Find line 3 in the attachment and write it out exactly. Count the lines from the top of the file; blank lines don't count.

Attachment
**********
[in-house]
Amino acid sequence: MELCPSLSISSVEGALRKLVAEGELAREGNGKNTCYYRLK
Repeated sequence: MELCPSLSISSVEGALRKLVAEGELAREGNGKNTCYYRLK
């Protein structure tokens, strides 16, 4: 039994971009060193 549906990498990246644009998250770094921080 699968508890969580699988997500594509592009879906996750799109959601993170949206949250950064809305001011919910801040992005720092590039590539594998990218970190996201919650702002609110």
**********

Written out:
Repeated sequence: MELCPSLSISSVEGALRKLVAEGELAREGNGKNTCYYRLK